I’m a news junkie, but my habit is causing me grief and so I may have to give it up. Almost everything I hear or read seems to reinforce one conclusion: Our nation has reached the nadir of her moral strength and leadership in the world. This is a great tragedy, because we have so much to lose.

Our wholesale rebellion against God began some 40 or so years ago, but we have been coasting on the momentum of a better, stronger time since then. Now, however, that borrowed energy has just about run out. As we grind to a halt, we are beginning to feel the full impact of the folly of that rebellion in this generation. Indeed, soon to come of age is the first generation in our history who barely have a nodding acquaintance with even cultural Christianity and who have no knowledge of or respect for God and His ways. Even in the household of God, there is little difference between the churched and the unchurched. It has left us empty, shallow, coarse, cold-hearted, and selfish.

As a result, there are, of course, consequences to be paid as a nation. I could fill a thousand blogs listing them. Suffice it to say that we are left without a moral compass, we are abandoning our God-given destiny and, worst of all, we have dishonored God.

As I was thinking these doleful thoughts this morning, I picked up my Bible, which fell open to Isaiah 54 and 55, and began to read. I know that Isaiah was writing about Israel and not the United States, yet we are so similar to Israel in our cycles of apostasy, and I desperately pray that we would similarly find God’s forgiveness and restoration as expressed in these chapters. I urge you to read and pray Isaiah 54 for the United States. I believe that the generous mercy described there is still available to us today if we will humble ourselves before God and ask for His gift of repentance. I’m encouraged by Chapter 55:1-3 and 6-7:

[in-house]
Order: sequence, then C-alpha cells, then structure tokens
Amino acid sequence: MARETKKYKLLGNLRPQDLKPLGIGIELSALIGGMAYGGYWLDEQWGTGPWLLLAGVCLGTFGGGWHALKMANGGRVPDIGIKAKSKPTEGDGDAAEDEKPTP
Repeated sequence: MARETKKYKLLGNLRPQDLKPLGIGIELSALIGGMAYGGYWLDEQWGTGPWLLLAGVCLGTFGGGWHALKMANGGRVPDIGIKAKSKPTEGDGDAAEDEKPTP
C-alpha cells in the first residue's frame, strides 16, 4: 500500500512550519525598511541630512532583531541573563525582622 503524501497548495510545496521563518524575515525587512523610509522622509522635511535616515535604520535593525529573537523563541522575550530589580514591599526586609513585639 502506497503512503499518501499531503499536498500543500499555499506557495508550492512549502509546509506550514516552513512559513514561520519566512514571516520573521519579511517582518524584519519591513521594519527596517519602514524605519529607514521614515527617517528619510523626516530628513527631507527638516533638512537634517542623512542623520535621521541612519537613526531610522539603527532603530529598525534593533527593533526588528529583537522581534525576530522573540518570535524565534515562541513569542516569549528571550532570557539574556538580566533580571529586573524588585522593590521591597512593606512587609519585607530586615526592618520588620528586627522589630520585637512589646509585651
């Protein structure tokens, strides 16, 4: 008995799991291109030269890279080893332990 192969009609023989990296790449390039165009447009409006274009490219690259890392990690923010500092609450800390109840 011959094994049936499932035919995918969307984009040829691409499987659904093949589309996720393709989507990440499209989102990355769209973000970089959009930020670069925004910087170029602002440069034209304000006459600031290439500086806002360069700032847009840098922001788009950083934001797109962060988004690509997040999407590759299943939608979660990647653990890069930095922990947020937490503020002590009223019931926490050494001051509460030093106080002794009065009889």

"Come, all you who are thirsty, come to the waters; and you who have no money, come, buy and eat! Come, buy wine and milk without money and without cost. Listen, listen to me, and eat what is good, and your soul will delight in the richest of fare. Give ear and come to me; hear me, that your soul may live. I will make an everlasting covenant with you, my faithful love promised to David."

"Seek the Lord while he may be found; call on him while he is near. Let the wicked forsake his way and the evil man his thoughts. Let him turn to the Lord, and he will have mercy on him, and to our God, for he will freely pardon."

Verse 2 sums up what we have done as a people:

Why spend money on what is not bread, and your labor on what does not satisfy?”

We have spent all we have on self-indulgence, sensuality, lust for money, rebellion, materialism and other worthless sins. Now, our souls are bankrupt, gaunt and starved, and yet we say, “’I am rich, have become wealthy, and have need of nothing'--and do not know that you are wretched, miserable, poor, blind, and naked—” (Revelation 3:17) And we continue to look for nourishment everywhere but in God. God, however, in His amazing mercy, still calls to us to return to Him.

As I read this morning, I felt that these words are a clarion call to the Church in this season, right now. God is calling us to “come.” He is calling the unconverted, but He is especially calling His own people who have become apathetic and backslidden and have been seduced by other things that do not satisfy.

God has been speaking to the whole church that the heavens are open in this season and that grace is readily available for every need. He has extended the golden scepter to us and urges, “Ask what you will and I will grant it.” If you are a believer whose heart has become cold, God says, “Come.” Do it now, while he is calling. If you are a Christian walking closely with the Lord, call on Him in a spirit of intercession for others. He WILL hear and answer. He is ready to forgive and restore and even bring us to our finest hour. This is our time. Do it for the honor of God and the advance of His kingdom, and do it for our nation’s future.